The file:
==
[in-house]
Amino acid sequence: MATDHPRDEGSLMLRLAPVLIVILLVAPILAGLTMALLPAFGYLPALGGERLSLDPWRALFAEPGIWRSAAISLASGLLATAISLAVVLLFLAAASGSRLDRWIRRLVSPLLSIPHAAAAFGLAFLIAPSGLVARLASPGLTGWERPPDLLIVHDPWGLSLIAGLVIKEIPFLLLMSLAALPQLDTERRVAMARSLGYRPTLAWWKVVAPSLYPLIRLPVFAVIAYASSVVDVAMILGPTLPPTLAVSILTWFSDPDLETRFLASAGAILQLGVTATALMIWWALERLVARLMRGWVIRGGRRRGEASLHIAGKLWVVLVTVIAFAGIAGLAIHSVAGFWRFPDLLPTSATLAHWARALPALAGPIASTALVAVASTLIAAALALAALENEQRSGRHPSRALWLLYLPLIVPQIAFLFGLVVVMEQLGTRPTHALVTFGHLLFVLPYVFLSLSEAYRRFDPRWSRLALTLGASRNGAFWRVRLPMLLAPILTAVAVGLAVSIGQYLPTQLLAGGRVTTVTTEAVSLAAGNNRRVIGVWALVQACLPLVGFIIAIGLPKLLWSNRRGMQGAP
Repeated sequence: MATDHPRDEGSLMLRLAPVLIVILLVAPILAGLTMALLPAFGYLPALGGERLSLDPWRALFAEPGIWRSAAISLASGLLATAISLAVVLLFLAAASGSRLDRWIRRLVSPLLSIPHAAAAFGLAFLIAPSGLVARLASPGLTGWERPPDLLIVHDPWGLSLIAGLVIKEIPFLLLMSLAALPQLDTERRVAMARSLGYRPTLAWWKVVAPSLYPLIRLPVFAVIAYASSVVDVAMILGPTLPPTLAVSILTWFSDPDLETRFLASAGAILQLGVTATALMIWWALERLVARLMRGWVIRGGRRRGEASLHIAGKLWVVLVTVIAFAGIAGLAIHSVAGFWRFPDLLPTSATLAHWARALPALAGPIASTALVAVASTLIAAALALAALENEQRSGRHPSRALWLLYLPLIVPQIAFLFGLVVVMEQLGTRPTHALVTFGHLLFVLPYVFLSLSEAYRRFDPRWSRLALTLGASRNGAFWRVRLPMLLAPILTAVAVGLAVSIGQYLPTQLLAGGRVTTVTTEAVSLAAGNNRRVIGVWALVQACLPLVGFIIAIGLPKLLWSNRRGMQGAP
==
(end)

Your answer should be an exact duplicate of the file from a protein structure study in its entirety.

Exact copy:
[in-house]
Amino acid sequence: MATDHPRDEGSLMLRLAPVLIVILLVAPILAGLTMALLPAFGYLPALGGERLSLDPWRALFAEPGIWRSAAISLASGLLATAISLAVVLLFLAAASGSRLDRWIRRLVSPLLSIPHAAAAFGLAFLIAPSGLVARLASPGLTGWERPPDLLIVHDPWGLSLIAGLVIKEIPFLLLMSLAALPQLDTERRVAMARSLGYRPTLAWWKVVAPSLYPLIRLPVFAVIAYASSVVDVAMILGPTLPPTLAVSILTWFSDPDLETRFLASAGAILQLGVTATALMIWWALERLVARLMRGWVIRGGRRRGEASLHIAGKLWVVLVTVIAFAGIAGLAIHSVAGFWRFPDLLPTSATLAHWARALPALAGPIASTALVAVASTLIAAALALAALENEQRSGRHPSRALWLLYLPLIVPQIAFLFGLVVVMEQLGTRPTHALVTFGHLLFVLPYVFLSLSEAYRRFDPRWSRLALTLGASRNGAFWRVRLPMLLAPILTAVAVGLAVSIGQYLPTQLLAGGRVTTVTTEAVSLAAGNNRRVIGVWALVQACLPLVGFIIAIGLPKLLWSNRRGMQGAP
Repeated sequence: MATDHPRDEGSLMLRLAPVLIVILLVAPILAGLTMALLPAFGYLPALGGERLSLDPWRALFAEPGIWRSAAISLASGLLATAISLAVVLLFLAAASGSRLDRWIRRLVSPLLSIPHAAAAFGLAFLIAPSGLVARLASPGLTGWERPPDLLIVHDPWGLSLIAGLVIKEIPFLLLMSLAALPQLDTERRVAMARSLGYRPTLAWWKVVAPSLYPLIRLPVFAVIAYASSVVDVAMILGPTLPPTLAVSILTWFSDPDLETRFLASAGAILQLGVTATALMIWWALERLVARLMRGWVIRGGRRRGEASLHIAGKLWVVLVTVIAFAGIAGLAIHSVAGFWRFPDLLPTSATLAHWARALPALAGPIASTALVAVASTLIAAALALAALENEQRSGRHPSRALWLLYLPLIVPQIAFLFGLVVVMEQLGTRPTHALVTFGHLLFVLPYVFLSLSEAYRRFDPRWSRLALTLGASRNGAFWRVRLPMLLAPILTAVAVGLAVSIGQYLPTQLLAGGRVTTVTTEAVSLAAGNNRRVIGVWALVQACLPLVGFIIAIGLPKLLWSNRRGMQGAP